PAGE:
• No one of ‘woman born’ can harm Macbeth – believes that this is not possible
    • Thematic Concerns in Macbeth
      • Appearance vs Reality (continued)
      • witches predictions are an example of EQUIVOCATION i.e. intentionally vague or ambiguous or unclear by virtue of having more than one meaning
      • Equivocation is an idea that is central to the play
        • Fair is foul and foul is fair – paradox
        • Lesser than Macbeth and greater, not so happy, yet much happier, Thou shalt get kings, though thou be none (1.3.65- 67)
    • Thematic Concerns in Macbeth
        • Nothing is but what is not (1,3, 141-142)
        • The witches equivocate.
        • The Porter scene reveals that alchohol is an equivocater; stimulates sexual desire and impairs sexual performance.
        • Act 4 there are more equivocal prophecies. Macbeth is deceived. The spirits that know All mortal consequences (Act 5, 3, 4-5) At the end, Macbeth begins to doubt the equivocation of the fiend that lies like truth (5,5, 41-43)
        • News of Macduff’s birth (Act 5,8.18) Realised that he has dealt with juggling fiends/that palter with us in a double sense (5.8.19)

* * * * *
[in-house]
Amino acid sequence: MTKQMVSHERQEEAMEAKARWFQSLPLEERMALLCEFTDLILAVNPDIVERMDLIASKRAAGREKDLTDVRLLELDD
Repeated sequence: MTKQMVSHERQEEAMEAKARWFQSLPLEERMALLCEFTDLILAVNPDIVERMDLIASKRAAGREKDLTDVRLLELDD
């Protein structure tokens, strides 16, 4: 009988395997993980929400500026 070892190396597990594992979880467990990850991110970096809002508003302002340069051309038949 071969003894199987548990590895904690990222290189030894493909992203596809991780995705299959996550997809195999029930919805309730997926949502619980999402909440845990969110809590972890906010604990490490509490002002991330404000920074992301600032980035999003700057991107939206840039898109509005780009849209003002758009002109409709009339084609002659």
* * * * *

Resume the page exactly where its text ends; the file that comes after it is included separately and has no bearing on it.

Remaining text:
• Thematic Concerns in Macbeth
      • Spiritual worlds of good and evil
      • witches, ghosts, and disturbances of nature – manifestations of evil afoot
      • Witches associated with the Devil and thought to be his agents
      • Could fly; could predict the future; vanish into thin air; would become your mortal enemy if you refused them food; could ruin crops; could bring rot onto sheep and other livestock; bringing disease to people; could control the weather
    • Thematic Concerns in Macbeth
      • Witches (continued)
      • They had power over the wind; could cast spells for many things such as ensuring victory in a battle; keep one safe and sound; they could never be trusted, no matter how pleasant they seemed; they could cause things to catch fire; they could sink ships; they were the enemies of mankind; they used animals like cats and toads to carry out tasks for them: they were called familiars.
    • Thematic Concerns in Macbeth
      • S upernatural powers need not be bad.
      • King Edward of England (good king) can perform "a most miraculous work..." healing sick subjects by touching them
      • C ontrast this to Macbeth whose touch seems only to bring misery to his people